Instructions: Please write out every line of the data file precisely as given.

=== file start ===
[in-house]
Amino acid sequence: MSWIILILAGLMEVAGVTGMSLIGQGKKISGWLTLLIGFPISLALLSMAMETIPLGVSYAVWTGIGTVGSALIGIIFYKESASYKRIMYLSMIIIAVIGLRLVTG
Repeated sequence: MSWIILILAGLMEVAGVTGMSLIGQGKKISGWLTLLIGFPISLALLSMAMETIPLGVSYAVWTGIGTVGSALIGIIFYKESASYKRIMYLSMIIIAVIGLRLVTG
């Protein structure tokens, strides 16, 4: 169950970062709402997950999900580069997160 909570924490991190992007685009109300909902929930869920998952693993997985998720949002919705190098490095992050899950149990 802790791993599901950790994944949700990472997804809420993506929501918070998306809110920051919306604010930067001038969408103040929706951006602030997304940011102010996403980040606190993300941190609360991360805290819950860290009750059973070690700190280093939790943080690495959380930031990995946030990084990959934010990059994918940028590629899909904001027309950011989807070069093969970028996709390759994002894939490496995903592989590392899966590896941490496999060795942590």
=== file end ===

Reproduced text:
[in-house]
Amino acid sequence: MSWIILILAGLMEVAGVTGMSLIGQGKKISGWLTLLIGFPISLALLSMAMETIPLGVSYAVWTGIGTVGSALIGIIFYKESASYKRIMYLSMIIIAVIGLRLVTG
Repeated sequence: MSWIILILAGLMEVAGVTGMSLIGQGKKISGWLTLLIGFPISLALLSMAMETIPLGVSYAVWTGIGTVGSALIGIIFYKESASYKRIMYLSMIIIAVIGLRLVTG
């Protein structure tokens, strides 16, 4: 169950970062709402997950999900580069997160 909570924490991190992007685009109300909902929930869920998952693993997985998720949002919705190098490095992050899950149990 802790791993599901950790994944949700990472997804809420993506929501918070998306809110920051919306604010930067001038969408103040929706951006602030997304940011102010996403980040606190993300941190609360991360805290819950860290009750059973070690700190280093939790943080690495959380930031990995946030990084990959934010990059994918940028590629899909904001027309950011989807070069093969970028996709390759994002894939490496995903592989590392899966590896941490496999060795942590």